We've been off site now for 2 weeks. It's hard to believe the season is over for another year, they grow up so fast! It's a strange feeling leaving our caravans after taking care of the Little Terns for the last 3 months. I'm still adjusting to normal hours and not chasing after crows! We couldn't be happier as the 2014 Kilcoole Little Tern Conservation Project was a phenomenal success. 120 breeding pairs of Little Terns graced Kilcoole this year which was a record. The previous highest was 106 pairs in 2006. 219 Little Tern chicks are presumed to have fledged this year and, you guessed it, this was also a record. The numbers this year have been off the charts, literally. We had to manually reset the maximum number allowed when making a graph showing the numbers of Little Terns in Kilcoole since 1985!
|Kilcoole Little Tern feeding fledgling © Peter Cutler|
2014 was also a special year because we were lucky enough to be the first wardens to colour ring Little Terns in Kilcoole. We were set a goal by the powers that be to colour ring 50 Little Terns chicks. We ringed 135! That's 60% of the Little Tern chicks in Kilcoole. But what is really special is the information that this will give us. We have already started to reap the rewards as one of the Kilcoole fledglings has been resighted. On the 10th of August a Little Tern fledgling with a green colour ring on it's left leg (a Kilcoole bird!) was sighted on Hilbre Island in the Dee estuary on the England/Wales border. This is about 190 kilometres from Kilcoole! This "recovery" sheds further light on how these birds move around the Irish Sea before going back to West Africa. Don't worry they are not going the wrong way, there is obviously no rush for these birds to get back to their wintering grounds. We hope this is the first of many resightings.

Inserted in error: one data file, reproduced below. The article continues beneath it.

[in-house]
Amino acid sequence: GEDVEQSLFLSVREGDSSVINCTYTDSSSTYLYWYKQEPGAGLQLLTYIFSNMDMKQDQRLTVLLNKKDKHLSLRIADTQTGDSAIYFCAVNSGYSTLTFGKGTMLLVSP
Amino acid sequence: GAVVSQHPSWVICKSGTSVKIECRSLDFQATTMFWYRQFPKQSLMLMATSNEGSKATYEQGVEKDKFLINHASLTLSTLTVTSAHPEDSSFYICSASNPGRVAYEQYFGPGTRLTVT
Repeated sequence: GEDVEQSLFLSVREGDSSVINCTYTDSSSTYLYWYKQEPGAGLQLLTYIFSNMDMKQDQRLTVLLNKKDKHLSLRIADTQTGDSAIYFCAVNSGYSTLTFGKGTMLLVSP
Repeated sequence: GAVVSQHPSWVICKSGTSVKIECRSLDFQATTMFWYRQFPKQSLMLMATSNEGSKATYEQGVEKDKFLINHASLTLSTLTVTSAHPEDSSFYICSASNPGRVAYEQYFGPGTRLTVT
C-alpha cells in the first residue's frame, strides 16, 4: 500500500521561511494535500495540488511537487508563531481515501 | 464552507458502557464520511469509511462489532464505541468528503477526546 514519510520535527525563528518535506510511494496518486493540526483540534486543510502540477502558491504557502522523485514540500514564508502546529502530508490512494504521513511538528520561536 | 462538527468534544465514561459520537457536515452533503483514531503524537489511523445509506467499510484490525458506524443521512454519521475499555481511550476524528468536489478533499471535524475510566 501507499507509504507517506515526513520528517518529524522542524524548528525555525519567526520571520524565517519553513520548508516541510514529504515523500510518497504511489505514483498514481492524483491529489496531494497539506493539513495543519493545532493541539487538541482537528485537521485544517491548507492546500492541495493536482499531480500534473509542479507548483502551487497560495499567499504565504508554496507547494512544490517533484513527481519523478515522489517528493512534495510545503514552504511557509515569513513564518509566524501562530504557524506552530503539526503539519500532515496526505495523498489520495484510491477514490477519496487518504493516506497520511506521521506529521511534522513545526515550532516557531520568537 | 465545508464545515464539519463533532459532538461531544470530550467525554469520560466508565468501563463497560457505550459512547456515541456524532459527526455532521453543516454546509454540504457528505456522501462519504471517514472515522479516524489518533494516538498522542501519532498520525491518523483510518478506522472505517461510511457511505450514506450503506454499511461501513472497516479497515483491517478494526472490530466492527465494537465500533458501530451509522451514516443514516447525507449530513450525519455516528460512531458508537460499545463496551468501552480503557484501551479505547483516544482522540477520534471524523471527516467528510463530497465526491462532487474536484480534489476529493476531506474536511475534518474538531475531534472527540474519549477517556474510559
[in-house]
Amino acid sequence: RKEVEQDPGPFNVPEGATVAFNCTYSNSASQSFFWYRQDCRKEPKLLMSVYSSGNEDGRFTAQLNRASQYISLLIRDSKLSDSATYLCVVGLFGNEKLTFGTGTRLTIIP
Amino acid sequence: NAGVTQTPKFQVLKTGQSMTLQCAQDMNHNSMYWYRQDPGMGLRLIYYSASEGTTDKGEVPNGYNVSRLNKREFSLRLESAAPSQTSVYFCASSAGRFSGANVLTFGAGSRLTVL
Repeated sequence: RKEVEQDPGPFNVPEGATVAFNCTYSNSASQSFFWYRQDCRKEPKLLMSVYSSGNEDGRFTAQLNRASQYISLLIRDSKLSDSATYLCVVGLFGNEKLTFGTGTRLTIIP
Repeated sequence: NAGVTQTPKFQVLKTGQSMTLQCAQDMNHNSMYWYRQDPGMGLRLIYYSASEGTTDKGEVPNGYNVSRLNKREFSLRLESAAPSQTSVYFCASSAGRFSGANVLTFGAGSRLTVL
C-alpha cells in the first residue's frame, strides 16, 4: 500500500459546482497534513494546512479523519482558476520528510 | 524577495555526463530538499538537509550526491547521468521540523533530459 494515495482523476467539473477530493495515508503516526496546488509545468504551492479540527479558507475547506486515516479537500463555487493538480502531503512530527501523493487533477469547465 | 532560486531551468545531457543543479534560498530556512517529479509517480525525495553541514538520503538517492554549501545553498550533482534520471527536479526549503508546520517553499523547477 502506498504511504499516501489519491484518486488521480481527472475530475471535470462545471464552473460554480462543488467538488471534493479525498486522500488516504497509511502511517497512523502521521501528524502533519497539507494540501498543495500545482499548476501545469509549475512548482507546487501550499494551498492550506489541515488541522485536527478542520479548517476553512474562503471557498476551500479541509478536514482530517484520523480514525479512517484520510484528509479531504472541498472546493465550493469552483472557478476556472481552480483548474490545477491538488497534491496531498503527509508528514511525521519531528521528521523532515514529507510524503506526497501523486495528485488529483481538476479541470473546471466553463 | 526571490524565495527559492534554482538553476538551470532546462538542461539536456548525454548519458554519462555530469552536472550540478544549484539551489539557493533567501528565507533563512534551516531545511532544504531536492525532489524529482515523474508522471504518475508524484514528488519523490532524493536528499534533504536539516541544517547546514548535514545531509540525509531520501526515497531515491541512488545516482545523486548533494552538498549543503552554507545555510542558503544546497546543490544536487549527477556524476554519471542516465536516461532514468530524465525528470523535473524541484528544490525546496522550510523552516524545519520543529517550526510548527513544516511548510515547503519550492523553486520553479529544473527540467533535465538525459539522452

|They never even said goodbye!|
While the Little Terns finished hatching a couple of weeks before we wrapped up there was still Ringed Plover eggs left on the beach. The day after all the fencing was taken down we checked the last remaining Ringed Plover nest and we were delighted it hatched! Ringed Plover chicks are fast and mobile the day they are born so they should be just fine. It was a good year for Ringed Plovers with 15 nesting attempts. 29 chicks hatched but it's very difficult to keep track of how many fledged as they are so mobile but we did see good numbers of hefty fledglings feeding in the lagoons. There was also 3 pairs of Oystercatchers in Kilcoole this year. 7 chicks hatched but, like the Ringed Plover, it is difficult to say how well they did. With the Oystercatcher and Ringed Plovers joining the Little Terns you can imagine the beach was very busy and very noisy this year!
|Bigfoot, one of the last Ringed Plover chicks to hatch this year © Saoirse O'Neill and Andrew Power|
|Kilcoole Oystercatcher with young © Andrew Power|
So there you have it, a record year in Kilcoole. We would like to thank everyone involved in the project this year from those of you reading the blog, to the local people of Kilcoole, our volunteers and to everyone who visited us this year. The support for this project has been nothing short of overwhelming. Thank you. Roll on 2015, records are made to be broken!
Andrew Power and Darren O'Connell